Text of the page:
Contentious House provisions spark interest in bipartisan Senate plan

Speaker Paul D. Ryan and Senate Majority Leader Mitch McConnell had planned to pass a tax overhaul by August, a timeline that has slipped amid intraparty divisions. (Bill Clark/CQ Roll Call file photo)

BY LINDSEY MCPHERSON AND JOE WILLIAMS

Republican leaders are applying a lesson learned from health care to the tax overhaul debate: build consensus before releasing a bill.

‘Law and Order’ President Meets Ultimate Lawman
Should Trump be concerned? ‘Absolutely,’ GOP strategist says

Sources and lawmakers describe former FBI Director Robert Mueller as a “superstar” and highly qualified to head the Russia investigation. (Tom Williams/CQ Roll Call File Photo)

Donald Trump is fond of describing himself as a “law-and-order” president. Suddenly, however, the fate of his presidency could be decided by a man who embodies that characterization: Robert Mueller, a true lawman’s lawman.

The irony is thicker than a column on the White House’s North Portico. And for Trump, his party and the republic, the stakes could not be higher.

How the Koch Network Could Sink Tax Overhaul
Lobbying network poised for policy win

WASHINGTON, DC - NOVEMBER 04: Americans for Prosperity Foundation chairman and Koch Industries Executive Vice President David H. Koch (C) listens to speakers during the Defending the American Dream Summit at the Washington Convention Center November 4, 2011 in Washington, DC. The conservative political summit is organized by Americans for Prosperity, which was founded with the support of Koch and his brother David H. Koch. (Photo by Chip Somodevilla/Getty Images)

The lobbying and political network of Charles and David Koch, bogeymen to Democrats for years, is poised for a significant policy win — but it will come at the expense of fellow conservatives on Capitol Hill.

Their victory also could derail a policy goal they share with those same Republican lawmakers: a permanent comprehensive overhaul of the nation’s tax code.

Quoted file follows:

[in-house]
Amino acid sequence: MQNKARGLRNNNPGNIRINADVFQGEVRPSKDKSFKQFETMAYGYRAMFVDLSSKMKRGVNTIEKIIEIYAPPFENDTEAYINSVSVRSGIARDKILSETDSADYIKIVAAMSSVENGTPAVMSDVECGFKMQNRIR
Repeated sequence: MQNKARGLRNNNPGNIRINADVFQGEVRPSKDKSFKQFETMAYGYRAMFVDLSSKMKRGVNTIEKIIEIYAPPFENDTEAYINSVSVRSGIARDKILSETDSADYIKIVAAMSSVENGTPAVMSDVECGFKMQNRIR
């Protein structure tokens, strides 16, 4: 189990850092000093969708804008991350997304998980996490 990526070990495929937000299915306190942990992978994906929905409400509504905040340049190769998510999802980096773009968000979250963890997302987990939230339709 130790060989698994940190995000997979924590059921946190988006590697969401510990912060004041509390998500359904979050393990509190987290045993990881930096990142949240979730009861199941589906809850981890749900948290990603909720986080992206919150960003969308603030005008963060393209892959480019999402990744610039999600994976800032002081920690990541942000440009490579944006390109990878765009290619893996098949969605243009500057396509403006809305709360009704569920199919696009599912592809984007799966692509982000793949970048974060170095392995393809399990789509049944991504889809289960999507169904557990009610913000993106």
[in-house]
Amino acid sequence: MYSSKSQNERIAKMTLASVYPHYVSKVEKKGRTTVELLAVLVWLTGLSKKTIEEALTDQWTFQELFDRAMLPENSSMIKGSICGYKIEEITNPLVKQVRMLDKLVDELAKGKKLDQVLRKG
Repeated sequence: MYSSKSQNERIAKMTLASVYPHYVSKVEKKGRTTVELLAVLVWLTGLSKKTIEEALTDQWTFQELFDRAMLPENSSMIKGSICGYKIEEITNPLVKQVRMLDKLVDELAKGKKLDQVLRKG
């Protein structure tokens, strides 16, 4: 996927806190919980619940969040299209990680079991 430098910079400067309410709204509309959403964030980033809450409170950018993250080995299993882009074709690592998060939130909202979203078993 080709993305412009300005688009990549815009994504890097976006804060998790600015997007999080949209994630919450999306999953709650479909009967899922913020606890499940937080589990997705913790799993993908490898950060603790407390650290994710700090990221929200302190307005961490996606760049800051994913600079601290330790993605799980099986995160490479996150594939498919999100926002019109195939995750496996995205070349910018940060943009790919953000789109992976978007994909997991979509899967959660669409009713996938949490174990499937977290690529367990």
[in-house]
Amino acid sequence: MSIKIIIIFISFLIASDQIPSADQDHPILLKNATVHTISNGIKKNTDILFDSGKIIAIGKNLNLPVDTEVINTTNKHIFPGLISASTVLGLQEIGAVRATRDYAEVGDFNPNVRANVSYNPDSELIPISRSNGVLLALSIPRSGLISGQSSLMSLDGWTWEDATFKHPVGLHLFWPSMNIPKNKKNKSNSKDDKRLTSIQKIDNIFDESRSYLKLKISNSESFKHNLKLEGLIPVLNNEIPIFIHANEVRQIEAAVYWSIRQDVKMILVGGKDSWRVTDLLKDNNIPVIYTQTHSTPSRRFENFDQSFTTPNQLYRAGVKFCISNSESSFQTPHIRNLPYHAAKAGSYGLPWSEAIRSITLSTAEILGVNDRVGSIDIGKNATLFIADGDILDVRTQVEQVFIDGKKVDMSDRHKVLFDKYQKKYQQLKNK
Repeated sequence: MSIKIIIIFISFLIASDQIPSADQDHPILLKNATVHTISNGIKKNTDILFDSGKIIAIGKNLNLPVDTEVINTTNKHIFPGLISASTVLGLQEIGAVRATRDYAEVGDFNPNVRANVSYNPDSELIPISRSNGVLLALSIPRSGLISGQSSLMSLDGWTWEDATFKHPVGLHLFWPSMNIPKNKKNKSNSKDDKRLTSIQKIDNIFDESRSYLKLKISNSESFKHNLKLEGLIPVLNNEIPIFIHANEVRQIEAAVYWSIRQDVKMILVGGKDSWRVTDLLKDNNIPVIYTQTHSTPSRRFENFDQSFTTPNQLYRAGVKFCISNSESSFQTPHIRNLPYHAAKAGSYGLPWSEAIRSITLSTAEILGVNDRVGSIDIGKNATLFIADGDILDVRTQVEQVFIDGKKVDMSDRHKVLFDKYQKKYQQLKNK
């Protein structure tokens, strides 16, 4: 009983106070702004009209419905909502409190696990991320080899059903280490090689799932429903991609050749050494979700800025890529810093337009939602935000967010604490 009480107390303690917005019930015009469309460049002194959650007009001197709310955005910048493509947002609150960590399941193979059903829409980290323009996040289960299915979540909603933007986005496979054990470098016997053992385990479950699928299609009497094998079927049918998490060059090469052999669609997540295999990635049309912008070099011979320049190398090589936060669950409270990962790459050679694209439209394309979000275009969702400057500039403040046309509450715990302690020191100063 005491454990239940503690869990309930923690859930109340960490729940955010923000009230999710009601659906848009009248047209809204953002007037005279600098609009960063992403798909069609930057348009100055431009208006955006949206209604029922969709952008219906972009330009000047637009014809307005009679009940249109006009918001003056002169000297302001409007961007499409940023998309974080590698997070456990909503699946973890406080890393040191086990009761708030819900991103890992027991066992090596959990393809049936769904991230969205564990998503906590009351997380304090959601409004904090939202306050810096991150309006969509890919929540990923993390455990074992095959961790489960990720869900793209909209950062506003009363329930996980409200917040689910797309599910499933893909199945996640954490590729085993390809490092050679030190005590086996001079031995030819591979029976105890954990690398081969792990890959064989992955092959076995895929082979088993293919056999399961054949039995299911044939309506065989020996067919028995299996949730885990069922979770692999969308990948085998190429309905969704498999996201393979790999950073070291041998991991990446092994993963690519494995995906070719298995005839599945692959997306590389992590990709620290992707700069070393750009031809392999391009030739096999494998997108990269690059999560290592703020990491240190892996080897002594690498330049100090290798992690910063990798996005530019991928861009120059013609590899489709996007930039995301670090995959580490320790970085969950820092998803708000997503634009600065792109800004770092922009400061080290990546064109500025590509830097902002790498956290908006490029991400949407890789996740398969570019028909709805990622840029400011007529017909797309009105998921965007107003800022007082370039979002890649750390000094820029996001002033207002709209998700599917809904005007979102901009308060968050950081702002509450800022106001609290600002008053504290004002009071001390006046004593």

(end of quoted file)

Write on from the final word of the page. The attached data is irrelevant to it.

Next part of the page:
Cloud of Scandals Follow Trump Overseas
Lawmakers warn of stalled domestic agenda

President Donald Trump exits Air Force One on Feb. 6 at MacDill Air Force Base, Fla. On Friday, he leaves on a five-country swing amid several domestic scandals. (U.S. Air Force photo by Staff Sgt. Ned T. Johnston via Wikimedia Commons)

A cloud of scandal and uncertainty will follow Donald Trump to five countries on his first overseas trip as president beginning this weekend. And it could only grow more ominous by the time he returns.

When Trump boards Air Force One on Friday, he will leave behind a growing pile of smoldering scandals, mostly of his own creation.

NRCC Raises $10 Million for Fourth Straight Month
House GOP campaign arm posts best April haul in history

Ohio Rep. Steve Stivers presides over the NRCC, which has raised $46 million in the first four months of the year. (Tom Williams/CQ Roll Call File Photo)

The National Republican Congressional Committee raised more than $10 million in April, marking the fourth month in a row that the group raised that much money — its longest streak in history.

While President Donald Trump’s White House continues to cause headaches for congressional Republicans, his presidency has been a boon for the House GOP’s campaign arm.